For planet-hunters, finding an Earth-sized exoplanet must be special. NASA estimates there are about 100 billion planets in the Milky Way, but the large majority of the 5,000+ exoplanets we’ve found are extremely inhospitable. So finding one that’s similar to ours is kind of comforting.
In this case, it’s even more interesting because it’s the second Earth-sized planet orbiting the same star.
The newly-found planet is named TOI 700-e. The star, TOI 700, is a red dwarf just over 100 light-years away in the Dorado constellation. TESS has observed the star before and found three planets orbiting the star, making TOI 700-e the fourth.
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TOI 700-e is in the star’s habitable zone, a region where liquid water could exist on the planet’s surface given the right atmospheric conditions. It’s about 95% of Earth’s size, and it’s probably also rocky. Its sibling, TOI 700-d, is also a rocky planet about 1.1 times the size of Earth that orbits in the star’s habitable zone. The fact that there are two rocky planets about the same size as Earth, both in the habitable zone, puts the TOI 700 system in a rare category.
“This is one of only a few systems with multiple, small, habitable-zone planets that we know of,” said Emily Gilbert, a postdoctoral fellow at NASA’s Jet Propulsion Laboratory in Southern California who led the work. “That makes the TOI 700 system an exciting prospect for additional follow-up. Planet e is about 10% smaller than planet d, so the system also shows how additional TESS observations help us find smaller and smaller worlds.”
Gilbert and her colleagues presented their results at the 241st meeting of the American Astronomical Society. The Astrophysical Journal Letters has accepted their paper for publication: “A Second Earth-Sized Planet in the Habitable Zone of the M Dwarf, TOI-700.”
TESS found the first three planets a couple of years ago, and the discovery made a splash. TOI 700-d was TESS’s first Earth-sized exoplanet in a star’s habitable zone, and finding it was a milestone for the mission. Gilbert was also the lead author of the paper announcing those findings. TOI 700-e was more elusive than its siblings, and it remained a candidate until TESS observed more of its transits.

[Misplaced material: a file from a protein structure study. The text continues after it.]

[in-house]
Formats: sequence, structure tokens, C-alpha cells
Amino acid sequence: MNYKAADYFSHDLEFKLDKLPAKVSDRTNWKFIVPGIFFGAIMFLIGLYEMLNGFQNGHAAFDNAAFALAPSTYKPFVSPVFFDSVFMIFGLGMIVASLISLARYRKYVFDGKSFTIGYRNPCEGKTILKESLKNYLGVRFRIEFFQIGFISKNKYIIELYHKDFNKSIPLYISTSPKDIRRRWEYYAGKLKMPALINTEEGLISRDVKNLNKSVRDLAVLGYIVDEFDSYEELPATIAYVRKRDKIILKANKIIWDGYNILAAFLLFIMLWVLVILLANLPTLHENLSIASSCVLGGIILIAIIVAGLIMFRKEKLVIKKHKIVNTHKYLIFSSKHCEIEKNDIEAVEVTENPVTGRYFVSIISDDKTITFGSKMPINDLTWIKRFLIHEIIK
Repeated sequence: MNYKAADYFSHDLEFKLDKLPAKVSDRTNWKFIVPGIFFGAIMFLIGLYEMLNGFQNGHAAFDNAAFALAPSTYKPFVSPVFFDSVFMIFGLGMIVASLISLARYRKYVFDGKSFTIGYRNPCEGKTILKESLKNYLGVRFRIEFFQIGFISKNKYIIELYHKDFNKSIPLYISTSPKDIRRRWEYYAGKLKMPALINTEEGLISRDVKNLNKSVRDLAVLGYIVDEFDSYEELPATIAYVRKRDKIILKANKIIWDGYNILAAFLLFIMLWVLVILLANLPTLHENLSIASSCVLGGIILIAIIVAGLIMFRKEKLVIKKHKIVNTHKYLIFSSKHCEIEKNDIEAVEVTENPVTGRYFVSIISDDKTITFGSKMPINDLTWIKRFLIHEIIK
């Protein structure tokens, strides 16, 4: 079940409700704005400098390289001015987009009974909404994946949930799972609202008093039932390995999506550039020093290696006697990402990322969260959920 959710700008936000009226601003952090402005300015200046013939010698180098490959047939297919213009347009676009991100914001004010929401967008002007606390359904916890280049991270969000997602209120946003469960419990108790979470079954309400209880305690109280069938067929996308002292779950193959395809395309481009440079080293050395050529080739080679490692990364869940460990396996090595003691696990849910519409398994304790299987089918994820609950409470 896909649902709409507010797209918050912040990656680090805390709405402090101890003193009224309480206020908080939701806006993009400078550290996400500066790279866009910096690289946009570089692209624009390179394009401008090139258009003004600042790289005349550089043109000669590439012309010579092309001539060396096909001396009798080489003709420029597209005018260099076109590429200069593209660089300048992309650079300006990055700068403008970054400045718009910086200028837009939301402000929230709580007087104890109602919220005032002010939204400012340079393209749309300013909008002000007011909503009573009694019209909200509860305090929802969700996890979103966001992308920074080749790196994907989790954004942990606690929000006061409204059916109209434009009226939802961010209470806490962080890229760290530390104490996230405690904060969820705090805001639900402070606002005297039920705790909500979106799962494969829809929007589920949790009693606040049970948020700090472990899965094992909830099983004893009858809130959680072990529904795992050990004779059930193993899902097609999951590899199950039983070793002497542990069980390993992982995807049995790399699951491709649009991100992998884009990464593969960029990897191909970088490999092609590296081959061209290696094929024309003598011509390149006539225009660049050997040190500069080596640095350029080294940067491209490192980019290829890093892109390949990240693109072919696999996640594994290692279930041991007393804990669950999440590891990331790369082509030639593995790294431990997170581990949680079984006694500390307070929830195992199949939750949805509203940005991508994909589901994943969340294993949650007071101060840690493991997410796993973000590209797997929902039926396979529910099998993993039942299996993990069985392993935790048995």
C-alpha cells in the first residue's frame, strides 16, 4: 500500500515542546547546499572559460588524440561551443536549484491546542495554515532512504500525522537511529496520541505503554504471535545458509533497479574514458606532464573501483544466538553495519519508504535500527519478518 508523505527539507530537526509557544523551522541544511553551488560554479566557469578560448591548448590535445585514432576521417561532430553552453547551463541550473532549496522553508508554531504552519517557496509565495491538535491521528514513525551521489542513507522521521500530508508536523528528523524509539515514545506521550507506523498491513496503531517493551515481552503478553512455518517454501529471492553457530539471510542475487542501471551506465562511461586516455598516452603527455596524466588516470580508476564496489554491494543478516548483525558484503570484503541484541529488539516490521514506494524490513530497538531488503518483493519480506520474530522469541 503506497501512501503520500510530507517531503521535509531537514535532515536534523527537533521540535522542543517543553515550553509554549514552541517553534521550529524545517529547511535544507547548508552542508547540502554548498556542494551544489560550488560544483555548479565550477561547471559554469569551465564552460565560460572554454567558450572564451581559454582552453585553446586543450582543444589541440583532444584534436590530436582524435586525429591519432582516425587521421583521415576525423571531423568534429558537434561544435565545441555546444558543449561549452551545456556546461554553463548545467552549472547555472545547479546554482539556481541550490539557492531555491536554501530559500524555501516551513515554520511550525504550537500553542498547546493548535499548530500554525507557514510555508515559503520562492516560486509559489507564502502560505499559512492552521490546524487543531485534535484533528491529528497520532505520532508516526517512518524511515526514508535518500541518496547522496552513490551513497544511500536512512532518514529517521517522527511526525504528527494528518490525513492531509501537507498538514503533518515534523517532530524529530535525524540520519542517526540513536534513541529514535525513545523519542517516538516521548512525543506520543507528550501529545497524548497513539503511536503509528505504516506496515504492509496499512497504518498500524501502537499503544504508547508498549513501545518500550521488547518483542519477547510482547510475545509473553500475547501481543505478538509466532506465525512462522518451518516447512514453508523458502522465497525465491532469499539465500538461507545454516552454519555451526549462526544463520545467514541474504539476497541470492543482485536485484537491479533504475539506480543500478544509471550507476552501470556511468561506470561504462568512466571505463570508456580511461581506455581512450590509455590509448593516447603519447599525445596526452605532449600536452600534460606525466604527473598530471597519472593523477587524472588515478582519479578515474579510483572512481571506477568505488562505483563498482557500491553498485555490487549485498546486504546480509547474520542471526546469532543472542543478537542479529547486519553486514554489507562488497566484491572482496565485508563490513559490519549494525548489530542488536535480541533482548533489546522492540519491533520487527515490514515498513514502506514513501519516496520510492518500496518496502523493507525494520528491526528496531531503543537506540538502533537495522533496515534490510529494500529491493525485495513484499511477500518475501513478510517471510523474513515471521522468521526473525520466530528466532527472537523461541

The term habitable zone is used to denote planets the right distance from their star that could allow liquid water on their surfaces. But as we move deeper into the age of exoplanet discovery, scientists are using more precise terms. The optimistic habitable zone (OHZ) is a region where liquid surface water might’ve existed at some point in the planet’s history. The conservative habitable zone (CHZ) is a more tightly-constrained region than the optimistic habitable zone. It’s a region where scientists hypothesize that liquid surface water could’ve existed for most of a planet’s history. The optimistic habitable zone extends to either side of the conservative habitable zone.
The OHZ is based on estimates of when Venus and Mars may have had liquid surface water, and the CHZ boundaries are defined by the runaway and maximum greenhouse limits.
TOI 700-e is in the optimistic habitable zone, where it’s more likely that surface water and an Earth-like atmosphere could exist. There’s no indication that 700-e has an Earth-like atmosphere; the term optimistic habitable zone just says it’s more likely than the conservative habitable zone.
All of the planets are likely tidally locked to their star, and their orbital periods are short relative to our Solar System’s planets. They range from 10 days for the innermost planet 700-b to just over 37 days for the newly-discovered 700-e. Planets b, d, and e are likely rocky, while planet c is likely more similar to Neptune.
This discovery shows how exoplanet science keeps advancing. When NASA launched its Kepler planet-hunting spacecraft in 2009, we knew of only a handful of exoplanets. When Kepler ceased operations in 2018, it had detected just over 2600 exoplanets. Now we know of more than 5200 exoplanets, and the more we discover, the more we’re building a representative sample.
“The field of exoplanets has come great lengths over the past several decades,” the authors write in their paper. “In the early days of exoplanet science, the focus was largely on individual planet detections, showing that these worlds even exist and that astronomers are capable of detecting them.”
Most of the planets found so far are nothing like Earth, and many are nothing like the other planets in our Solar System. And in the early days of exoplanet discovery, we didn’t have the tools to reliably detect small, Earth-like planets. Our detection methods had a built-in sampling bias: we found lots of gas giants.